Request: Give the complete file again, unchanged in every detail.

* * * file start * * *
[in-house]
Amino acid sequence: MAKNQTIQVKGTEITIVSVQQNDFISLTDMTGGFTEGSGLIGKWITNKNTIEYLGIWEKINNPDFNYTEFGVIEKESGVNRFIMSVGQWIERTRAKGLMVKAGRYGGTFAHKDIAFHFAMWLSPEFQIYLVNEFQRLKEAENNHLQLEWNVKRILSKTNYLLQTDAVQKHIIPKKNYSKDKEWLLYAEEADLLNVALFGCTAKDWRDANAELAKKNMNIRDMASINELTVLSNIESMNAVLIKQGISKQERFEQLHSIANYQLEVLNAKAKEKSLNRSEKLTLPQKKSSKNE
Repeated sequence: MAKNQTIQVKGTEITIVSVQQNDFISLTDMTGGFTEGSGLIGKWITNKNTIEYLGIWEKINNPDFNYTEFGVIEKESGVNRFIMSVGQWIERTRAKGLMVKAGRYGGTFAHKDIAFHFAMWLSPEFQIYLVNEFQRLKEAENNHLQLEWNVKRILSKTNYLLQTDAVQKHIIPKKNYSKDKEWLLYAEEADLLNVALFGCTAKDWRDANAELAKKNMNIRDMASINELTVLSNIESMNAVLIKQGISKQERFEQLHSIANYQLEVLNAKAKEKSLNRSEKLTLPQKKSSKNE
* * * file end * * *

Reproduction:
[in-house]
Amino acid sequence: MAKNQTIQVKGTEITIVSVQQNDFISLTDMTGGFTEGSGLIGKWITNKNTIEYLGIWEKINNPDFNYTEFGVIEKESGVNRFIMSVGQWIERTRAKGLMVKAGRYGGTFAHKDIAFHFAMWLSPEFQIYLVNEFQRLKEAENNHLQLEWNVKRILSKTNYLLQTDAVQKHIIPKKNYSKDKEWLLYAEEADLLNVALFGCTAKDWRDANAELAKKNMNIRDMASINELTVLSNIESMNAVLIKQGISKQERFEQLHSIANYQLEVLNAKAKEKSLNRSEKLTLPQKKSSKNE
Repeated sequence: MAKNQTIQVKGTEITIVSVQQNDFISLTDMTGGFTEGSGLIGKWITNKNTIEYLGIWEKINNPDFNYTEFGVIEKESGVNRFIMSVGQWIERTRAKGLMVKAGRYGGTFAHKDIAFHFAMWLSPEFQIYLVNEFQRLKEAENNHLQLEWNVKRILSKTNYLLQTDAVQKHIIPKKNYSKDKEWLLYAEEADLLNVALFGCTAKDWRDANAELAKKNMNIRDMASINELTVLSNIESMNAVLIKQGISKQERFEQLHSIANYQLEVLNAKAKEKSLNRSEKLTLPQKKSSKNE